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DC Metro removing some older cars from service for safety

 

Metro General Manager Paul Wiedefeld is seen in his office with a map of the subway system on the conference table beneath his hands, in Washington, Thursday, July 7, 2016. (AP Photo/Cliff Owen)

Metro General Manager Paul Wiedefeld is seen in his office with a map of the subway system on the conference table beneath his hands, in Washington, Thursday, July 7, 2016. (AP Photo/Cliff Owen)

WASHINGTON — Metro General Manager Paul J. Wiedefeld ordered several dozen 4000-series Metro cars pulled from service Thursday over a safety concern.

A spokesman said they represent a small fraction of the approximately 1,200 cars in service, and that as a result of their removal, riders may notice fewer 8-car trains in service over the next several days.

Metro said in a statement that when a 4000-series car is in the front of a train, there is a “remote” risk it could give a train operator improper information about the speed they should be going. Metro says there is no concern when the 4000-series cars don’t lead the train.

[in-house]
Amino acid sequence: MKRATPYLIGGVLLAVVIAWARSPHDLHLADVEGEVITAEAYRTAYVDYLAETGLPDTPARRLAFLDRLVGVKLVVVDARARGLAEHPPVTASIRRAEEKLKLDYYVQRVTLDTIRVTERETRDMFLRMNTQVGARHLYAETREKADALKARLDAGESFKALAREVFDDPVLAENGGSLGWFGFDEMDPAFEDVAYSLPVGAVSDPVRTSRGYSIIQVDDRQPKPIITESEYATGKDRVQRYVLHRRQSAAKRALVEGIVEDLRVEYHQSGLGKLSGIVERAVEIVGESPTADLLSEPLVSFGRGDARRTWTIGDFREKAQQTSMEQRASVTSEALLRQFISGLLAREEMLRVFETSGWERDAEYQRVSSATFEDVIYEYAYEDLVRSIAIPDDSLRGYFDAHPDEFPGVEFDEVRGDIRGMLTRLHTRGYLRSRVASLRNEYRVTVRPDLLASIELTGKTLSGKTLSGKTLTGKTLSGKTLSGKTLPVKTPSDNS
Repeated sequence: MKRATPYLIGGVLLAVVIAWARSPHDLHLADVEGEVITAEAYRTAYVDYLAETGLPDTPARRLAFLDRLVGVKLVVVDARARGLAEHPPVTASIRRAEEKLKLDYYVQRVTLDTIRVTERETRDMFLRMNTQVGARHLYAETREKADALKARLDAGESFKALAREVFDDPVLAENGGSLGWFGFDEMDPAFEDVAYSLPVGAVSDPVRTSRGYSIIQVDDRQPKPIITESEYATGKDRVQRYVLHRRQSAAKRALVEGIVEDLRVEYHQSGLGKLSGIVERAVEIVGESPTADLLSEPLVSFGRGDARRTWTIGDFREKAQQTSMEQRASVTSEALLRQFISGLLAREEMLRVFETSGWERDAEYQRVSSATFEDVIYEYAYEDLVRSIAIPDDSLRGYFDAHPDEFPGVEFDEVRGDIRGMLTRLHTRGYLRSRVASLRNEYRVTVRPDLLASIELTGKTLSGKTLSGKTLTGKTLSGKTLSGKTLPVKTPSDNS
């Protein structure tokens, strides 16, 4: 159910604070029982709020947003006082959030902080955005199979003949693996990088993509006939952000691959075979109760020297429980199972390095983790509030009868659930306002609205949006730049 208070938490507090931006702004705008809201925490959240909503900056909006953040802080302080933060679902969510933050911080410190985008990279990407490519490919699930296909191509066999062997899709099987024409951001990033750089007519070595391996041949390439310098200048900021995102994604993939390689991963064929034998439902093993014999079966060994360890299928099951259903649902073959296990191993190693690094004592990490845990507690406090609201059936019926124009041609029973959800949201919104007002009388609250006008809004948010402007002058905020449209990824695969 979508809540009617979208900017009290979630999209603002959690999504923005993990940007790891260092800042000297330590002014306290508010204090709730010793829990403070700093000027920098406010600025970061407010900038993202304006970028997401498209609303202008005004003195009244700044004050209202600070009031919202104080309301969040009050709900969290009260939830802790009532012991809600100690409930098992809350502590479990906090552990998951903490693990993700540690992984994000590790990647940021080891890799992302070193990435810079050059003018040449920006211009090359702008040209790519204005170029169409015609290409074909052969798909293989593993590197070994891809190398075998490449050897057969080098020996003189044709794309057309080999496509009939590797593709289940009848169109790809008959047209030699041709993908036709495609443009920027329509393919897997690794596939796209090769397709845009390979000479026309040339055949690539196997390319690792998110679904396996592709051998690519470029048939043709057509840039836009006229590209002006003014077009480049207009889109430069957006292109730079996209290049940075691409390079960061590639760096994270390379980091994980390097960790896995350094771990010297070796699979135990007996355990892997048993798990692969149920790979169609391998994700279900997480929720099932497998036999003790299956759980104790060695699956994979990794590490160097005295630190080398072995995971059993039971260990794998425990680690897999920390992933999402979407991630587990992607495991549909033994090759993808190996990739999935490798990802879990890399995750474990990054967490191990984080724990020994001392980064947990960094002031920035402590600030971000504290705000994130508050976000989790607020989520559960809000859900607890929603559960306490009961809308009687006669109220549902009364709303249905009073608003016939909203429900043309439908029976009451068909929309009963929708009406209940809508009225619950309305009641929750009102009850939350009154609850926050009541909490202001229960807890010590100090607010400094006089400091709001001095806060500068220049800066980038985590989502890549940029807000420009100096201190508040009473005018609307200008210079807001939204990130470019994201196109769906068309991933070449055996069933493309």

“Today’s action is being taken in an abundance of caution and, while we believe that the risk is small, it is a risk I am unwilling to take,” Wiedefeld said. “Everything we do here is going to put safety first, no matter what.”

The problem has never actually occurred on Metro to its knowledge, Metro spokesman Dan Stessel said.

Metro says there are 41 “married pairs” of the cars currently in active service, meaning that two cars are joined together. Metro says that it was already considering retiring them by the end of 2017 and that it “may further accelerate the 4000-series retirement in light of this newly identified issue.”

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